• In terms of policy engagement, among other activities, the Farmers’ Africa programme (SFOAP and FFF/Africa) sponsored 219 lobbying/advocacy events as well as 636 local, national and international policy forums to advance farmers’ policy positions (55 policy position documents produced to be submitted to other economic actors and governments).
  • Thanks to this work, the programmes contributed to increase the political and policy influence of FOs. For example, in Central Africa, 5 of the 6 NFOs - national farmers organisations – have been designated by their respective governments as the representatives of farmers in country teams of the Comprehensive Africa Agriculture Development Programme (CAADP); in Southern Africa, there has been a 90% increase in participation of NFOs in policy task forces (from 41 in 2013 to 78 in 2017);


  • There are tens of thousands of grass-roots farmers’ organisations across Africa. Many grass-roots farmers’ organisations set up local unions and federations that are linked to national organisations. They have also established five regional networks:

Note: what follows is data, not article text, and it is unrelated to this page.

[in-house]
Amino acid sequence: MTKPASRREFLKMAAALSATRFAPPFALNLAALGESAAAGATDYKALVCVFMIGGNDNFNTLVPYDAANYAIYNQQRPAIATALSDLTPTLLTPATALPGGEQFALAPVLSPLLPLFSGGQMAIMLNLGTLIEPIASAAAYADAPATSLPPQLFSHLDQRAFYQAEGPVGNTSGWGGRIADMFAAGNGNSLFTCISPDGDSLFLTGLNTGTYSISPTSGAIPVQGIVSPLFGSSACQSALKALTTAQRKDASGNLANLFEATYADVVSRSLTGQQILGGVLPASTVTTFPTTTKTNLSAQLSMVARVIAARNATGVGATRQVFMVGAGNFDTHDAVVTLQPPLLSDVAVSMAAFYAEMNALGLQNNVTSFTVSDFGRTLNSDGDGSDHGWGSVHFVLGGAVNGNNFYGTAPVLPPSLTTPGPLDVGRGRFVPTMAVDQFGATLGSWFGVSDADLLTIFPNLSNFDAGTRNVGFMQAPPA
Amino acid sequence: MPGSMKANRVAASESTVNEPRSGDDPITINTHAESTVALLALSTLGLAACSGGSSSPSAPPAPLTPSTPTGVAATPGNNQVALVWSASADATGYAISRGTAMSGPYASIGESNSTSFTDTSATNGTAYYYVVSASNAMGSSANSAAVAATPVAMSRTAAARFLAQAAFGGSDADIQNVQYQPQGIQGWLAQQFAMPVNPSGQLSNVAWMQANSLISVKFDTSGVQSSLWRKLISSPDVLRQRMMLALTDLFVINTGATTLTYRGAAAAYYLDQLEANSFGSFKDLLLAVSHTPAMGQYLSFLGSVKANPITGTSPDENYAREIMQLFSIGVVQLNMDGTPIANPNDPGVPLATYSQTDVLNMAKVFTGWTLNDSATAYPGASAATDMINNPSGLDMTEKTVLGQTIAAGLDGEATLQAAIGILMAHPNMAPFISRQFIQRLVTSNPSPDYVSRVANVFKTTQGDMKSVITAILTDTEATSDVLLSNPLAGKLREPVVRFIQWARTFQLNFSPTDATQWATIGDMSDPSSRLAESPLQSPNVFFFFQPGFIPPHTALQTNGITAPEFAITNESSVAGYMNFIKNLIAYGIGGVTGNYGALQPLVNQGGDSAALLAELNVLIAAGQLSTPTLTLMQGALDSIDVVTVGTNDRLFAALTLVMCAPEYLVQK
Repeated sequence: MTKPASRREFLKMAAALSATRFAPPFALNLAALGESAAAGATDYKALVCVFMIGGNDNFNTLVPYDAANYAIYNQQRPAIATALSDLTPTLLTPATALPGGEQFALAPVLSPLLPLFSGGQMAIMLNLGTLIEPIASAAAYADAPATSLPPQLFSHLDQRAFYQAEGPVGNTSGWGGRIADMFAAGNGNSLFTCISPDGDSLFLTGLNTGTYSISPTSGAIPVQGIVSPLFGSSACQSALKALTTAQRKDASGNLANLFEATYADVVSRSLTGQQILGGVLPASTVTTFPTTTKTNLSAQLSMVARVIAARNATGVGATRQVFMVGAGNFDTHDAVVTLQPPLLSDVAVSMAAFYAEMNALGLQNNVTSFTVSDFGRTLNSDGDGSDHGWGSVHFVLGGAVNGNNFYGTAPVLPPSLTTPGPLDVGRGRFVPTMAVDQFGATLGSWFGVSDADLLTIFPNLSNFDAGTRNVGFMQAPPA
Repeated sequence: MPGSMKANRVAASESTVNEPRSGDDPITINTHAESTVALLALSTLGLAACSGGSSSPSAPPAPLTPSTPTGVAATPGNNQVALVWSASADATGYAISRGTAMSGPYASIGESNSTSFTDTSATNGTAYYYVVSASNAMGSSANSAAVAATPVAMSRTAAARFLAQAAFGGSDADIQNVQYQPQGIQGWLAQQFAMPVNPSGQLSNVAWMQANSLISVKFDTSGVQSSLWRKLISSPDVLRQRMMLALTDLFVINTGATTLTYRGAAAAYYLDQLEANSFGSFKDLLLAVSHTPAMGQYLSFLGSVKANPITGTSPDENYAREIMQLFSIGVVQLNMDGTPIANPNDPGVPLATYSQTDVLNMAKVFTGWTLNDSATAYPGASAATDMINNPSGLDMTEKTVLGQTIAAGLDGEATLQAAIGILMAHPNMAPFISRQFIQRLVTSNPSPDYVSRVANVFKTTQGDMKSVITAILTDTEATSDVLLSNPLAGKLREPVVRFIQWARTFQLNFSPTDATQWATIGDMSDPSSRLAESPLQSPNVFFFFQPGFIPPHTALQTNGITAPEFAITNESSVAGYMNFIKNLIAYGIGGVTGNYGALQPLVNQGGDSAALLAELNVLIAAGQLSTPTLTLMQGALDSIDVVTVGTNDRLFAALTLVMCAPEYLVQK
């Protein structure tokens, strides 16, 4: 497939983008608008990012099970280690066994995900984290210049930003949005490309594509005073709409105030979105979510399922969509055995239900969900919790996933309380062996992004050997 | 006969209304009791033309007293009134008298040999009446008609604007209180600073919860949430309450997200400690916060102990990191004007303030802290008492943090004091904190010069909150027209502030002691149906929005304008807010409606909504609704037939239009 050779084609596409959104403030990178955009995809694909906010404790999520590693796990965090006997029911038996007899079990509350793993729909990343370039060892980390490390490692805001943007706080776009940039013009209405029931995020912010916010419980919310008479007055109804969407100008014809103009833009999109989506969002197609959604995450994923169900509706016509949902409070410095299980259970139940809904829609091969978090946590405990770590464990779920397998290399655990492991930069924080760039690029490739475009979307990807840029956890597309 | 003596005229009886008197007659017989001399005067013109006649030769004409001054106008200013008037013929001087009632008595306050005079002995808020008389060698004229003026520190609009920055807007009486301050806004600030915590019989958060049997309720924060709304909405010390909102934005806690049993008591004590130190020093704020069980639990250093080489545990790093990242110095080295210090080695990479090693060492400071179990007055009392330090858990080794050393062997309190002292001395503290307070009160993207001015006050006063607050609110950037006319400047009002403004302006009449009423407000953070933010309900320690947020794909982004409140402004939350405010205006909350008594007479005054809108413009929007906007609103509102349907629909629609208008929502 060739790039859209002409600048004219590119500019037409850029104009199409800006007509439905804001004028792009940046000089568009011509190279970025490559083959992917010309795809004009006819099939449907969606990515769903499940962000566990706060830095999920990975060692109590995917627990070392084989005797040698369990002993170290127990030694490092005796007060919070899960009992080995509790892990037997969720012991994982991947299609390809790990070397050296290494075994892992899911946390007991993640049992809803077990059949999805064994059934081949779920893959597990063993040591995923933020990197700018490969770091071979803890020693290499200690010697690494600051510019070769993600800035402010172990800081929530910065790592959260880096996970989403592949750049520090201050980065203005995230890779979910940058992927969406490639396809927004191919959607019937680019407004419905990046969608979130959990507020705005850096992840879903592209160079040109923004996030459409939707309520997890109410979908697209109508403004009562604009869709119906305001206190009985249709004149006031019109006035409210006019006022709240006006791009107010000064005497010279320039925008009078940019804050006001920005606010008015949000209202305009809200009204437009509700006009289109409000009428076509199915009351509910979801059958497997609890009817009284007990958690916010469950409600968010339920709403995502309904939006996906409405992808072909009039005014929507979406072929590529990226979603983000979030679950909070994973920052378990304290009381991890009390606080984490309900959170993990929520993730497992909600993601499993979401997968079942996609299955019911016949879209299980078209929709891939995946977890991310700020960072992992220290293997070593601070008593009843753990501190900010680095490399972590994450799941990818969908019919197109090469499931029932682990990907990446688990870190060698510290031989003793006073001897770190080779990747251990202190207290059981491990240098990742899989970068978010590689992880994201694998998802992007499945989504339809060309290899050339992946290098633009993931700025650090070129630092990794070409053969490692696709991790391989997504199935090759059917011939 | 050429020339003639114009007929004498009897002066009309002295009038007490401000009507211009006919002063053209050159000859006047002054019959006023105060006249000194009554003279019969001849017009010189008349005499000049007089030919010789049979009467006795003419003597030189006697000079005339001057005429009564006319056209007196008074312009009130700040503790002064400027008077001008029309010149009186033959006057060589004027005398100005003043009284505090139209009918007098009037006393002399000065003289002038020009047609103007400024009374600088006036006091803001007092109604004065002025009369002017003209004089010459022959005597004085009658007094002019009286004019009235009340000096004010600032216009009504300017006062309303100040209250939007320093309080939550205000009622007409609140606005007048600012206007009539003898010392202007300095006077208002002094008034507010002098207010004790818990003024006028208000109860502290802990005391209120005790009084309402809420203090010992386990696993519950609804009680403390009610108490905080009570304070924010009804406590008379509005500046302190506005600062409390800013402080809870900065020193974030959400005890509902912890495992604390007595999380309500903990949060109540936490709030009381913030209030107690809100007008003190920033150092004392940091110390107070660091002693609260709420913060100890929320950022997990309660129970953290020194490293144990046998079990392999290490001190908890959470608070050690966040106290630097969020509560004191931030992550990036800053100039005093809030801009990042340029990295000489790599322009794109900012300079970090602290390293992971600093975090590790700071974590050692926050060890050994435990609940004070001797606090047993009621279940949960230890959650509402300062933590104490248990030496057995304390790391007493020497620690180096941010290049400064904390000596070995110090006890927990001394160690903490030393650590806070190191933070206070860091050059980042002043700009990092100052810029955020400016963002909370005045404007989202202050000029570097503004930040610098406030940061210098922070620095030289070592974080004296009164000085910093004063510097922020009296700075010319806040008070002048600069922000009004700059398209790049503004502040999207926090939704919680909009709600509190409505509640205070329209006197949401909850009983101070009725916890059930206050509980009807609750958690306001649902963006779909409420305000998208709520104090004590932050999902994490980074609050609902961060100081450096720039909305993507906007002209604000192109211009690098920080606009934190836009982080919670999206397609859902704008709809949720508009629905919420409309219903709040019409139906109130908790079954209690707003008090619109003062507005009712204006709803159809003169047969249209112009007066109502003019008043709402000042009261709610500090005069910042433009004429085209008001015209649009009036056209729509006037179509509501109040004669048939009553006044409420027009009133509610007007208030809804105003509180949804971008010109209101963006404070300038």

• Eastern Africa Farmers Federation (EAFF); Plateforme Sous-Régionale des Organisations Paysannes d’Afrique Centrale (PROPAC); Réseau des Organisations Paysannes et de Producteurs de l’Afrique de l’Ouest (ROPPA);
  • Southern African Confederation of Agricultural Unions (SACAU); and Union Maghrébine et Nord-Africaines des Agriculteurs (UMNAGRI).
  • Since 2008, IFAD and the European Union have been developing a strategic alliance in support of farmers’ organisations, mobilizing over EUR 51 million.
  • This support has been provided also thanks to the contribution of the Swiss Agency for Development and Cooperation (SDC) and the Agence Française de de Développement (AFD) and key technical partners such as AgriCord.
  • The SFOAP programme currently provides assistance to 68 national farmers’ organisations (NFOs) (indirectly dealing with more than 50 million farmers) in 49 countries, and their five regional networks and the Pan-African Farmers’ Organisation (PAFO).
  • FFP/AFRICA , thanks to institutional donors (such as the EU and others) as well as to the involvement of 10 agri-agencies coordinated by AgriCord, supports 56 farmers organisations in 19 countries;
  • Since 2015, the EU also provides EUR 15 million worth of support to farmers organisations in Asian countries through the ASEAN Farmers' Organisations Support Programme.